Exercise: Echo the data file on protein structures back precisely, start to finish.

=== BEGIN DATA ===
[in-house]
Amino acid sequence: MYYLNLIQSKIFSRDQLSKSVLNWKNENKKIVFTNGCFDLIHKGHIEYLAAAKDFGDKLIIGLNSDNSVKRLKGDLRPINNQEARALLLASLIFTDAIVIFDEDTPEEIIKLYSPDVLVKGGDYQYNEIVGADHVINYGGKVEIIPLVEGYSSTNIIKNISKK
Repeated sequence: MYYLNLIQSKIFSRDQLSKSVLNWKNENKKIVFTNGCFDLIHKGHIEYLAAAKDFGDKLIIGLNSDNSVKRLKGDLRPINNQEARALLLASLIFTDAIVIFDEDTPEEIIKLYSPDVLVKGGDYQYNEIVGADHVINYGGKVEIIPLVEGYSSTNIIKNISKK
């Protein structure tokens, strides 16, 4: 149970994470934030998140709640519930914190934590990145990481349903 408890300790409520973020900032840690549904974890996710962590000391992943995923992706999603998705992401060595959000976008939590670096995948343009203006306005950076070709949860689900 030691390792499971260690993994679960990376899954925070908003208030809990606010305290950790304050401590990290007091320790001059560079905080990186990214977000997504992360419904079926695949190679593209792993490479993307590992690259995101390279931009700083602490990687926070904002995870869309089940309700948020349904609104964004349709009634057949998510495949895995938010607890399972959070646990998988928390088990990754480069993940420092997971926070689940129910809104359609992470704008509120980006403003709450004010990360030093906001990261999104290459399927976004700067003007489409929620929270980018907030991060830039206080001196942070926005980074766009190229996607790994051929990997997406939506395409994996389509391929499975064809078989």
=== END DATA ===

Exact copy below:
[in-house]
Amino acid sequence: MYYLNLIQSKIFSRDQLSKSVLNWKNENKKIVFTNGCFDLIHKGHIEYLAAAKDFGDKLIIGLNSDNSVKRLKGDLRPINNQEARALLLASLIFTDAIVIFDEDTPEEIIKLYSPDVLVKGGDYQYNEIVGADHVINYGGKVEIIPLVEGYSSTNIIKNISKK
Repeated sequence: MYYLNLIQSKIFSRDQLSKSVLNWKNENKKIVFTNGCFDLIHKGHIEYLAAAKDFGDKLIIGLNSDNSVKRLKGDLRPINNQEARALLLASLIFTDAIVIFDEDTPEEIIKLYSPDVLVKGGDYQYNEIVGADHVINYGGKVEIIPLVEGYSSTNIIKNISKK
């Protein structure tokens, strides 16, 4: 149970994470934030998140709640519930914190934590990145990481349903 408890300790409520973020900032840690549904974890996710962590000391992943995923992706999603998705992401060595959000976008939590670096995948343009203006306005950076070709949860689900 030691390792499971260690993994679960990376899954925070908003208030809990606010305290950790304050401590990290007091320790001059560079905080990186990214977000997504992360419904079926695949190679593209792993490479993307590992690259995101390279931009700083602490990687926070904002995870869309089940309700948020349904609104964004349709009634057949998510495949895995938010607890399972959070646990998988928390088990990754480069993940420092997971926070689940129910809104359609992470704008509120980006403003709450004010990360030093906001990261999104290459399927976004700067003007489409929620929270980018907030991060830039206080001196942070926005980074766009190229996607790994051929990997997406939506395409994996389509391929499975064809078989």